The horses drew the wagon and Ray on out onto the bank. He turned to look, and there was Vic swimming like a duck but being borne by the current back to the shore from which they’d come. Yelling above the tumult of the waters Ray admonished him. “Come back here!. I’m not going to make another trip over there for you!” Vic managed to turn and swam out. Ray, giving him a hand up the bank, said: “Kid, I never thought to ask you if you could swim when I told you to jump!” Vic replied: “I didn’t know – I never tried before!”
They drove home and regaled us with the story of their adventures. I recall one special attribute of the whole affair: one lone dry spot about the size of a silver dollar on the back of the collar of Ray’s blue chambray shirt. How or why it was there I’ll never understand, for even their hair was dripping!
When I expressed horror at what might have happened to them, they would only look at each other and laugh. Well, as the Mountain Man so often said: “You only live once, but if you go at it right, once is enough!”
h/t Mabel Steele Wright
We never learned what became of the pail and the thermos bottle. Perhaps some little brown boy picked them up at Brownsville, Texas!
h/t Mabel Steele Wright
We’re doing it wrong?
There were complaints my last rice pudding recipe took too long to make.
Thus rice pudding again, only quicker – from C.S.Lewis.
(and a thought for your day)
The poet was talking of old men, but the American Global Capitalist Empire seems determined to follow his advice. It will not to go gently, but like old men, it will go. We pretty much know what to expect when a person dies, but what can we expect when an empire dies?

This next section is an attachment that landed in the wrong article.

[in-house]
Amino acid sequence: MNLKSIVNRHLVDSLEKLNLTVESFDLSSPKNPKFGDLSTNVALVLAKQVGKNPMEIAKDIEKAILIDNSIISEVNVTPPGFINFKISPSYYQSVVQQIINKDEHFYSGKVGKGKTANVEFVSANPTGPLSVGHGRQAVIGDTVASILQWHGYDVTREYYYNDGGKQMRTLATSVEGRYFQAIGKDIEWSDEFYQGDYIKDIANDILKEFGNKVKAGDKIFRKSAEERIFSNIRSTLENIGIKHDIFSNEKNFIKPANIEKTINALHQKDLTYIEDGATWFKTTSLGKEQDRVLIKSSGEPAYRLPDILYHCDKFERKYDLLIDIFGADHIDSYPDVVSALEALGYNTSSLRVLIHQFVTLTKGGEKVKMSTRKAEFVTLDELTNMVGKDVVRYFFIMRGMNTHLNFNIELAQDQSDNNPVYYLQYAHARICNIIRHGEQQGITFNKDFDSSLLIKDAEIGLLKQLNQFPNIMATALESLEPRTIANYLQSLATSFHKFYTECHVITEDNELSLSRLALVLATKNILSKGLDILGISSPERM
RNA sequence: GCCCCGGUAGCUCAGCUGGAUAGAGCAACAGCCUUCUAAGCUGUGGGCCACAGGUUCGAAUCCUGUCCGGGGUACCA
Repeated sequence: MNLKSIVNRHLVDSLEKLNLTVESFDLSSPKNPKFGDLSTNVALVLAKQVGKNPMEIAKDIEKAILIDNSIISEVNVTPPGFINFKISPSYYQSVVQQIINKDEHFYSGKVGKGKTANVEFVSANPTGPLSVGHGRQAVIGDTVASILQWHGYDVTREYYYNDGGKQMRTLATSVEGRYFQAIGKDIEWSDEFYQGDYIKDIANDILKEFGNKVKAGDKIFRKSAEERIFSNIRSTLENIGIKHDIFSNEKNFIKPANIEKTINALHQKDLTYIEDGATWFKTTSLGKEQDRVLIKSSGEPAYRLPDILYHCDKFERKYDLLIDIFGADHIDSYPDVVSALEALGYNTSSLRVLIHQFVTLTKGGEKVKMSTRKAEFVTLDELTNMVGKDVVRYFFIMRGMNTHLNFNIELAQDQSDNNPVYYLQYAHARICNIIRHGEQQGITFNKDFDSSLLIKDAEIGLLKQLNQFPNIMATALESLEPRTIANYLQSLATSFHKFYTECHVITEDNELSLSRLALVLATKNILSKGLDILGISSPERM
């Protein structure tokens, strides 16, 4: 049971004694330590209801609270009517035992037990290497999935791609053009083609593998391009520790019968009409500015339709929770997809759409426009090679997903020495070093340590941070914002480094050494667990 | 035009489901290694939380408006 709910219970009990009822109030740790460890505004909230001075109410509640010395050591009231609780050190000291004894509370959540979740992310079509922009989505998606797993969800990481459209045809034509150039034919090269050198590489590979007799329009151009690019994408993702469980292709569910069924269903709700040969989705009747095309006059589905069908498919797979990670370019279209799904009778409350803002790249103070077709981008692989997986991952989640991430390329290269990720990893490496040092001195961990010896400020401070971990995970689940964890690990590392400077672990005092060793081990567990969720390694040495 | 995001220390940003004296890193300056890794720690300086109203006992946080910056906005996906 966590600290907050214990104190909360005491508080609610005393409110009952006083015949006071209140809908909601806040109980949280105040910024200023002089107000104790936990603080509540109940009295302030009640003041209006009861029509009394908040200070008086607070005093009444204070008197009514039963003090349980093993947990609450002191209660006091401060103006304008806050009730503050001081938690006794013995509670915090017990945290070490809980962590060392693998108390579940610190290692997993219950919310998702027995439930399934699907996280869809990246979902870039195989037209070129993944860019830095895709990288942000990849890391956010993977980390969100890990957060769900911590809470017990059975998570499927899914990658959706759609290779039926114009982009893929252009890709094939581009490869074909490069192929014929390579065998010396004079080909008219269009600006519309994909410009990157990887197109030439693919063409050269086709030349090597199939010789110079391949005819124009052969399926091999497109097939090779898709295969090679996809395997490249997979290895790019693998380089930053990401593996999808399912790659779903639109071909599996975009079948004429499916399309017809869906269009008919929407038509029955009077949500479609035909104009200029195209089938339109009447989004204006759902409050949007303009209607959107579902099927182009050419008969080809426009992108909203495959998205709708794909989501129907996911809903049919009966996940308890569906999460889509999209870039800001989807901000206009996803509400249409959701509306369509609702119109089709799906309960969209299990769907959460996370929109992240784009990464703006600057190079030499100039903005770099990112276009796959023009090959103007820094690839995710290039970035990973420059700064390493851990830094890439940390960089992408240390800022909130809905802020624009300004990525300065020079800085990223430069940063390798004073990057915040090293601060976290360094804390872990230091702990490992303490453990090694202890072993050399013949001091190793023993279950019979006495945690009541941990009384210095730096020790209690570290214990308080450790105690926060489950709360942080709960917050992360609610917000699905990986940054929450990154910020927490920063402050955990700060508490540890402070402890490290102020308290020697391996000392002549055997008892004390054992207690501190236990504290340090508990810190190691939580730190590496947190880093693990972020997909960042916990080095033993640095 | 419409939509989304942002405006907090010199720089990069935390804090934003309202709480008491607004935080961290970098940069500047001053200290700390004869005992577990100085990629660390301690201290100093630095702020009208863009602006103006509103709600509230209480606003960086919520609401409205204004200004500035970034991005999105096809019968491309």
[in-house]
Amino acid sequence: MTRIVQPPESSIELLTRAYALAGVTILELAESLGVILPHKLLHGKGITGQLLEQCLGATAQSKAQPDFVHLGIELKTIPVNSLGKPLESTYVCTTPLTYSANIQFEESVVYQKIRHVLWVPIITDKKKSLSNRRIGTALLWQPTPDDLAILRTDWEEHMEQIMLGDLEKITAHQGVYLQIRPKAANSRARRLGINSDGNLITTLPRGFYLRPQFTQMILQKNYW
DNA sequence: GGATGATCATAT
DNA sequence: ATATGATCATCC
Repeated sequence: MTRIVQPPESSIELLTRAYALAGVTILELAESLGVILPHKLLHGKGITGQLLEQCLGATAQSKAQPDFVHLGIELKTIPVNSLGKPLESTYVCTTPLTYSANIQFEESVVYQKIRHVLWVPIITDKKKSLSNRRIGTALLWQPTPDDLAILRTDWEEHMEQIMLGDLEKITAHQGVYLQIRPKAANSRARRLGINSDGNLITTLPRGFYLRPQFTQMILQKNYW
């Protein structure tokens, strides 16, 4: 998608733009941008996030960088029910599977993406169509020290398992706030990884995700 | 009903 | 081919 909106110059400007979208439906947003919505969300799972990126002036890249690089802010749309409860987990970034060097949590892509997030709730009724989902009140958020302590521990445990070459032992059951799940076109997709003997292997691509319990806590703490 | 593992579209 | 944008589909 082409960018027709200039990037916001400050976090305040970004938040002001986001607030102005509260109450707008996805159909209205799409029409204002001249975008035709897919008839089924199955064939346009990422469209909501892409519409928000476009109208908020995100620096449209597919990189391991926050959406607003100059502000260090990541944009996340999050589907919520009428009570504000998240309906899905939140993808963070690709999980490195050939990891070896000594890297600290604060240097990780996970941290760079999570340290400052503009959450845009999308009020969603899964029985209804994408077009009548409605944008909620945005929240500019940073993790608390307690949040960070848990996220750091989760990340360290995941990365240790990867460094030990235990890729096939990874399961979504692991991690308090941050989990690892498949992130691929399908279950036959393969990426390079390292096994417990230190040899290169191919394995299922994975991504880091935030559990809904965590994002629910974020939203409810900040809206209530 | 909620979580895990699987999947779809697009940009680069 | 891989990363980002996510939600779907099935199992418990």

Quem deus vult perdere, dementat prius – and the madness is well underway.
Grandma knew the river would be high. The snowpack was still melting even in mid-July. The ranchers in the valley would be wearing grins like hogs at a slop bucket as they saw their pastures and hayfields sprout with the bounty from the San Juans. She always had water for her own herd and hay crop, since grandpa had dug a ditch from Devil’s Creek to fill a couple of large ponds on the upper and lower pastures. Devil’s Creek never dried up – Charles had picked the right spot for his ranch and worked hard to make a go of it.
In 1916, Mabel Steele went to teach school at the ripe old age of 18, in extremely rural Colorado. The community consisted of three families who made their living raising trout for restaurants in Denver. She had to learn to maintain disciple when some of the students were bigger than she was. I suspect it was an eye-opener to a very self-confident, albeit naive young woman.
One of Mabel’s fond memories of that time is:
Sometimes the tastiest recipes are the simple ones.
This simple recipe dates back to at least colonial times. It is taken to those working in the fields on a hot summer day. The sugar/molasses give an energy boost and the vinegar keeps the sweetness from becoming cloying. The ginger is reputed to prevent a shock to the system that would otherwise occur when drinking a lot of cold water when one is oveheated. I used make up a jug of this (with honey instead of molasses) to take with me when working in the hayfields.